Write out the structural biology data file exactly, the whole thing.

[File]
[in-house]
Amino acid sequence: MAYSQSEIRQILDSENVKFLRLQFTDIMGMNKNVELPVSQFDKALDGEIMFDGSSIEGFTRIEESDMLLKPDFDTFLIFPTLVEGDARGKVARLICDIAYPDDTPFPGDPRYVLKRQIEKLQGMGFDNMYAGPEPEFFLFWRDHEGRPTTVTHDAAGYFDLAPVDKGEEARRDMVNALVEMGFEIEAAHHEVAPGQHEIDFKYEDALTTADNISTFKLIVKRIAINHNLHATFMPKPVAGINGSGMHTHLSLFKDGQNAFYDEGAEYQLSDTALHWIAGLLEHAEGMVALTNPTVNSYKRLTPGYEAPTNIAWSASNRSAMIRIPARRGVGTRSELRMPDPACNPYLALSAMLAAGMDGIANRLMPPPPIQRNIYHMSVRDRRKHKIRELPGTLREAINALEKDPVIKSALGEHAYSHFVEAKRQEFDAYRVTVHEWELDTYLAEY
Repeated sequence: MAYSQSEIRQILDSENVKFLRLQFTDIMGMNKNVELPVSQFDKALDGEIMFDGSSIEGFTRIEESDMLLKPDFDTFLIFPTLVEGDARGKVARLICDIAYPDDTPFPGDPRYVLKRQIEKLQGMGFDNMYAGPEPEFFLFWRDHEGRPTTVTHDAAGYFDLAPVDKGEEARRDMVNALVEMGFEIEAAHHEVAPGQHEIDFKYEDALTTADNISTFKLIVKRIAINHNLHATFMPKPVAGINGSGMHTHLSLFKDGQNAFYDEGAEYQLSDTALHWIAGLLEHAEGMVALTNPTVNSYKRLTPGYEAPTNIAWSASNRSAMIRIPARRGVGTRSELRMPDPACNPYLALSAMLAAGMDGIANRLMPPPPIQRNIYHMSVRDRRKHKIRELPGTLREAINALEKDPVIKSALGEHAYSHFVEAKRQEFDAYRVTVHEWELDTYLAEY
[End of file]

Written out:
[in-house]
Amino acid sequence: MAYSQSEIRQILDSENVKFLRLQFTDIMGMNKNVELPVSQFDKALDGEIMFDGSSIEGFTRIEESDMLLKPDFDTFLIFPTLVEGDARGKVARLICDIAYPDDTPFPGDPRYVLKRQIEKLQGMGFDNMYAGPEPEFFLFWRDHEGRPTTVTHDAAGYFDLAPVDKGEEARRDMVNALVEMGFEIEAAHHEVAPGQHEIDFKYEDALTTADNISTFKLIVKRIAINHNLHATFMPKPVAGINGSGMHTHLSLFKDGQNAFYDEGAEYQLSDTALHWIAGLLEHAEGMVALTNPTVNSYKRLTPGYEAPTNIAWSASNRSAMIRIPARRGVGTRSELRMPDPACNPYLALSAMLAAGMDGIANRLMPPPPIQRNIYHMSVRDRRKHKIRELPGTLREAINALEKDPVIKSALGEHAYSHFVEAKRQEFDAYRVTVHEWELDTYLAEY
Repeated sequence: MAYSQSEIRQILDSENVKFLRLQFTDIMGMNKNVELPVSQFDKALDGEIMFDGSSIEGFTRIEESDMLLKPDFDTFLIFPTLVEGDARGKVARLICDIAYPDDTPFPGDPRYVLKRQIEKLQGMGFDNMYAGPEPEFFLFWRDHEGRPTTVTHDAAGYFDLAPVDKGEEARRDMVNALVEMGFEIEAAHHEVAPGQHEIDFKYEDALTTADNISTFKLIVKRIAINHNLHATFMPKPVAGINGSGMHTHLSLFKDGQNAFYDEGAEYQLSDTALHWIAGLLEHAEGMVALTNPTVNSYKRLTPGYEAPTNIAWSASNRSAMIRIPARRGVGTRSELRMPDPACNPYLALSAMLAAGMDGIANRLMPPPPIQRNIYHMSVRDRRKHKIRELPGTLREAINALEKDPVIKSALGEHAYSHFVEAKRQEFDAYRVTVHEWELDTYLAEY